Network Formation And Anti-Coordination Games
We study a setting in which individual players choose their partners as well as a mode of behavior in 2 x 2 anti-coordination games -- games where a player's best response is to behave differently than the opponent. We characterize the nature of equilibrium networks as well as study the effects of network structure on individual behavior. Our analysis shows that both the network architecture and the induced behavior are crucially dependent on the value of the cost of forming links. In general, the equilibrium configurations are found to be neither unique nor efficient. This conclusion continues to hold if the population game is embedded in a standard evolutionary model of learning, since all equilibria turn out to be stochastically stable.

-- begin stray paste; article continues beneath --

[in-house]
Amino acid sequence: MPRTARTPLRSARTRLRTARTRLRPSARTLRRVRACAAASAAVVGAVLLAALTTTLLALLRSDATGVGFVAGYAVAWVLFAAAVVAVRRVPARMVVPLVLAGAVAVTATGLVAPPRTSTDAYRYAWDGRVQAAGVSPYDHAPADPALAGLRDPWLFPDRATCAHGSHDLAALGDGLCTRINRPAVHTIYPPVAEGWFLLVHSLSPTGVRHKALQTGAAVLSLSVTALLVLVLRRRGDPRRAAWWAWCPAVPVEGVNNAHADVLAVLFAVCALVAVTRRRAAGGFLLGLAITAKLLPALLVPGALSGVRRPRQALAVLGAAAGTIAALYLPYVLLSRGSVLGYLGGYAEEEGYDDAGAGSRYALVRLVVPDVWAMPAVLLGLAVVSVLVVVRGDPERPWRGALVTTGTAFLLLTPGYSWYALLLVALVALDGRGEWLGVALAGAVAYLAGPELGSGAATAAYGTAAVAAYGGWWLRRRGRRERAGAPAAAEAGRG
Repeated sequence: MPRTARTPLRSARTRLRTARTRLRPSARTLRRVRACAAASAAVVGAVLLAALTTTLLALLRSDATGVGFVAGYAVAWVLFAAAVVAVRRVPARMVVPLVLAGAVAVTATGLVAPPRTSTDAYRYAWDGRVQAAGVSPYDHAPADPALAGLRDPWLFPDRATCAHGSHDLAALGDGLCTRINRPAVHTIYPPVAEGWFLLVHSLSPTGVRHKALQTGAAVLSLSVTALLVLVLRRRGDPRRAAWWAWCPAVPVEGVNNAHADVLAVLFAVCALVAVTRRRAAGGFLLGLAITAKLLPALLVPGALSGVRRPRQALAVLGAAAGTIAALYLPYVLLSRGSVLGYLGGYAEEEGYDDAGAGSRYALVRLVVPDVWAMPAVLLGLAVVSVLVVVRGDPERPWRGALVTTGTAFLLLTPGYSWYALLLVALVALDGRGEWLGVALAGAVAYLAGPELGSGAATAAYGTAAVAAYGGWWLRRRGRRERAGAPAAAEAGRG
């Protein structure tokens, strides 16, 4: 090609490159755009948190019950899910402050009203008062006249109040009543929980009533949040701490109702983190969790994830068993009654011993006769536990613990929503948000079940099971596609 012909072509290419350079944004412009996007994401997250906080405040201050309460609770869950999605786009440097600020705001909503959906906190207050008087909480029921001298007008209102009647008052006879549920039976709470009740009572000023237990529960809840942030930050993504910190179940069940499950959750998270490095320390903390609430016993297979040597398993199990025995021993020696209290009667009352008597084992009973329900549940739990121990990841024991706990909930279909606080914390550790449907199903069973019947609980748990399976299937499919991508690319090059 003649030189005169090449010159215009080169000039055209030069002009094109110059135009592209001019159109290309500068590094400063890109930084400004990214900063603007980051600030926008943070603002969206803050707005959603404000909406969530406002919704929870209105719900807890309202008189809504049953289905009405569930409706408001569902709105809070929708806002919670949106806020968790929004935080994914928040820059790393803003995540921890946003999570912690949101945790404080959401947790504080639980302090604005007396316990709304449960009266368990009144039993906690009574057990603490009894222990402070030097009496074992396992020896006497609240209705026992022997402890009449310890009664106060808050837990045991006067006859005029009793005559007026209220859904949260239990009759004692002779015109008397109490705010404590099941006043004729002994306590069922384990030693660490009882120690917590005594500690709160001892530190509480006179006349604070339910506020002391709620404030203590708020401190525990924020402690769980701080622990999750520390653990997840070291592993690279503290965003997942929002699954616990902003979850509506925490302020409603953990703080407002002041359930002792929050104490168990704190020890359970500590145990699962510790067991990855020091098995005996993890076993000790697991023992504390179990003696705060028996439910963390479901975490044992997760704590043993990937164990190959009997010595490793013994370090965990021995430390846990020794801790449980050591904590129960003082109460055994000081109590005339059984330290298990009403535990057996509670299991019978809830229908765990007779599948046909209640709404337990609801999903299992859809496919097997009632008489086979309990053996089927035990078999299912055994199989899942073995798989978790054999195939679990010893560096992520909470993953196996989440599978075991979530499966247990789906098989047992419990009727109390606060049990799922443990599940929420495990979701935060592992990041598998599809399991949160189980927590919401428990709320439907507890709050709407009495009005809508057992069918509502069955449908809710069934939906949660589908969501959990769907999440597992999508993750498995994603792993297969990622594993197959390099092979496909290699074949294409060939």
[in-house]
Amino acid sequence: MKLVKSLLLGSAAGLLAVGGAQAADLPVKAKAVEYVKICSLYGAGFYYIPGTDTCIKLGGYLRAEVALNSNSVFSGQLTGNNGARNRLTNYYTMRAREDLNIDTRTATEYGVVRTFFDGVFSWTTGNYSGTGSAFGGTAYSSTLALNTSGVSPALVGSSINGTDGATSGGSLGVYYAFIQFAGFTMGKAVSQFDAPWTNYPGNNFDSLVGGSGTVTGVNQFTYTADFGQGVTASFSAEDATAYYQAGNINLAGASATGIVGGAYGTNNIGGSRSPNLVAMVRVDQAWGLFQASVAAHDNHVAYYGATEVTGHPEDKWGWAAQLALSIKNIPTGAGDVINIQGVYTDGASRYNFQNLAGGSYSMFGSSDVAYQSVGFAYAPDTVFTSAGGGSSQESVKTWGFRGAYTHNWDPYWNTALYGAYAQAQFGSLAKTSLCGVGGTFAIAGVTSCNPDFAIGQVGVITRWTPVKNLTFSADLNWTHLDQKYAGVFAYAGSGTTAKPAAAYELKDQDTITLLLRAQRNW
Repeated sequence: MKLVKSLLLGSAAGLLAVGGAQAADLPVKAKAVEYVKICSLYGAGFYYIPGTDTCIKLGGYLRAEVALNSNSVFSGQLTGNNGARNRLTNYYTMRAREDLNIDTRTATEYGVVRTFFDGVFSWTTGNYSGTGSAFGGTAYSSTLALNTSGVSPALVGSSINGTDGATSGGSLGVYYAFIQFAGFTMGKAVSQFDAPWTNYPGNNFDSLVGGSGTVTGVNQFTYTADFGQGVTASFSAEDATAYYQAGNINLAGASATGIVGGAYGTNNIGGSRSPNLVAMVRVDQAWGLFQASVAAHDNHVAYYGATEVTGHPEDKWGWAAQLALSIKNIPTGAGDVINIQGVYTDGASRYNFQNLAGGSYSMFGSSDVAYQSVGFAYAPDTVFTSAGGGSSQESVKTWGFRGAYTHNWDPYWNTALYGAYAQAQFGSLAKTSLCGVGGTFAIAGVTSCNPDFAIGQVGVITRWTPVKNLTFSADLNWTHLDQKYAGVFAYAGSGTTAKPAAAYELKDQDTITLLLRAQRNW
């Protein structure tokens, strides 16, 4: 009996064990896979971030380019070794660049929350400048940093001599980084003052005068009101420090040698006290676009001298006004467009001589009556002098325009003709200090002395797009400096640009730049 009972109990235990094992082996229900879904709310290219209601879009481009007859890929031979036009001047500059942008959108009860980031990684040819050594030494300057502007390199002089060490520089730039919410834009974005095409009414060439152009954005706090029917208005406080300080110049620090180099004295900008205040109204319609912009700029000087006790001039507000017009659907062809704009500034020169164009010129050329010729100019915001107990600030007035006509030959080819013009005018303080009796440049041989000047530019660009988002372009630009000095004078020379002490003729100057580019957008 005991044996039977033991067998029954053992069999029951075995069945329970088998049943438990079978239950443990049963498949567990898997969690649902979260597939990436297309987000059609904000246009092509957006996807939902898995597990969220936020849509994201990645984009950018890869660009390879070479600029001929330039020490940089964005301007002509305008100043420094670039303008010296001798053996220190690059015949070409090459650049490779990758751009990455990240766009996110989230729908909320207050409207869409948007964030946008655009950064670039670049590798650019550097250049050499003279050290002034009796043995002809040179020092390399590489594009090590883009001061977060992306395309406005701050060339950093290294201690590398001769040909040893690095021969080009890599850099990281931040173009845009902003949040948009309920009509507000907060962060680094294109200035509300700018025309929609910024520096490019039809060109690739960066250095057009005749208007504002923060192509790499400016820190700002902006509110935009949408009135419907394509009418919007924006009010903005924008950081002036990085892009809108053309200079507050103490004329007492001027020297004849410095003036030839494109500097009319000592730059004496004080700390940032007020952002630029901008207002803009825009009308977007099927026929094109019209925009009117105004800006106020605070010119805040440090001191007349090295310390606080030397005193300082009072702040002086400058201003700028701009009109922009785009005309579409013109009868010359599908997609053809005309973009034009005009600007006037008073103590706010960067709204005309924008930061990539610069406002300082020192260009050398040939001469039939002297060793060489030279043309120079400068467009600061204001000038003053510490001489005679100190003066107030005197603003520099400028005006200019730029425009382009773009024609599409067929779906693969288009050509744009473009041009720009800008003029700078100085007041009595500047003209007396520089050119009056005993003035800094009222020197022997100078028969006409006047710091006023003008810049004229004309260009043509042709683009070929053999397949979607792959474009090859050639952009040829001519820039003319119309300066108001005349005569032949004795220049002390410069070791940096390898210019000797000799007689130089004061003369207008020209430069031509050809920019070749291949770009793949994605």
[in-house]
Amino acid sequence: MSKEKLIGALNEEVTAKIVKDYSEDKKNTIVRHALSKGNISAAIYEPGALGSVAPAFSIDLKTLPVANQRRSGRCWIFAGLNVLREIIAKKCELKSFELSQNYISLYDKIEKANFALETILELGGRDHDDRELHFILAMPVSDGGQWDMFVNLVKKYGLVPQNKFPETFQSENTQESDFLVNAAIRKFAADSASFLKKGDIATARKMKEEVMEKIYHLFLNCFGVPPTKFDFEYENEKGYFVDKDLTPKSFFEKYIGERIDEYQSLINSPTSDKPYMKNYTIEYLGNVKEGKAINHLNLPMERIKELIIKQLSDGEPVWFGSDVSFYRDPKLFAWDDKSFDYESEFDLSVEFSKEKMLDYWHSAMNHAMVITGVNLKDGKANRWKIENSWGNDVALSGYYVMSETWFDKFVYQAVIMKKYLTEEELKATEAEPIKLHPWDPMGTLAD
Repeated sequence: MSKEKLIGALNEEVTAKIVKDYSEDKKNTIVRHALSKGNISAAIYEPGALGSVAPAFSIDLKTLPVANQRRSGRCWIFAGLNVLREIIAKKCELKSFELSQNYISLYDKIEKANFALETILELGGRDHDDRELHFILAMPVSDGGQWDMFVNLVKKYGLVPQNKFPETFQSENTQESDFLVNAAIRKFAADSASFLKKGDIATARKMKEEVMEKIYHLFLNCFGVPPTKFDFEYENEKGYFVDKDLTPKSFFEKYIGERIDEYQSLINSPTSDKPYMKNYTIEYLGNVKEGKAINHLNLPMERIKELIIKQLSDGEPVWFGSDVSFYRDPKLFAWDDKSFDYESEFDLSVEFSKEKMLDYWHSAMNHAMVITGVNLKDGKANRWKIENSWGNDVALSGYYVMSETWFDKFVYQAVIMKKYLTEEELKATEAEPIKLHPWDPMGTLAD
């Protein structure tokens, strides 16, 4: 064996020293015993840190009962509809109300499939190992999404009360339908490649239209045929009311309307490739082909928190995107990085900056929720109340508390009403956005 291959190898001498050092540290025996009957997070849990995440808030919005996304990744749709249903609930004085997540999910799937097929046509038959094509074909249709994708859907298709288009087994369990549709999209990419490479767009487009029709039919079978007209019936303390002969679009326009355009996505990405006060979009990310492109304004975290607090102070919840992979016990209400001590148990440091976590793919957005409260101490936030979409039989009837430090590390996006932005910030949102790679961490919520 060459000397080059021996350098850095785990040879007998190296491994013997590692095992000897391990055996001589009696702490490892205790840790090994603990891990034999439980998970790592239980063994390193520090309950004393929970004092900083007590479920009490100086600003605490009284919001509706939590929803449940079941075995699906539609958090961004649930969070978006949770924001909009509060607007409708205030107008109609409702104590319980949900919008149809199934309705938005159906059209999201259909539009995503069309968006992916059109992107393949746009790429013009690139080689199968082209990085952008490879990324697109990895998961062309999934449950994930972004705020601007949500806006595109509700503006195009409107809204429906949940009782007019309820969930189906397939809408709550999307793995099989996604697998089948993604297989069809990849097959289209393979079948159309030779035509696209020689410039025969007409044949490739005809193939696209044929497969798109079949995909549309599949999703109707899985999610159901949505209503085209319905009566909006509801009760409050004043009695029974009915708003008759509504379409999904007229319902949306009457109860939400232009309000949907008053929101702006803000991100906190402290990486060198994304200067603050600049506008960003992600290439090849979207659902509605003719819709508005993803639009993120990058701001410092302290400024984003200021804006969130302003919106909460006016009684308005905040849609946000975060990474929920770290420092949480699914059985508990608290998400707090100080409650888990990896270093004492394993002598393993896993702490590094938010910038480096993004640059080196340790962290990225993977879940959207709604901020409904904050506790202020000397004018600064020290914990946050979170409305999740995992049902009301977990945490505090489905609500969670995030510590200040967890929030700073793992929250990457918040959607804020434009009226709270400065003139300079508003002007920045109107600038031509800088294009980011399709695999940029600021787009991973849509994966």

|Date of creation:||Dec 2002|
|Date of revision:|
|Publication status:||Published by Ivie|
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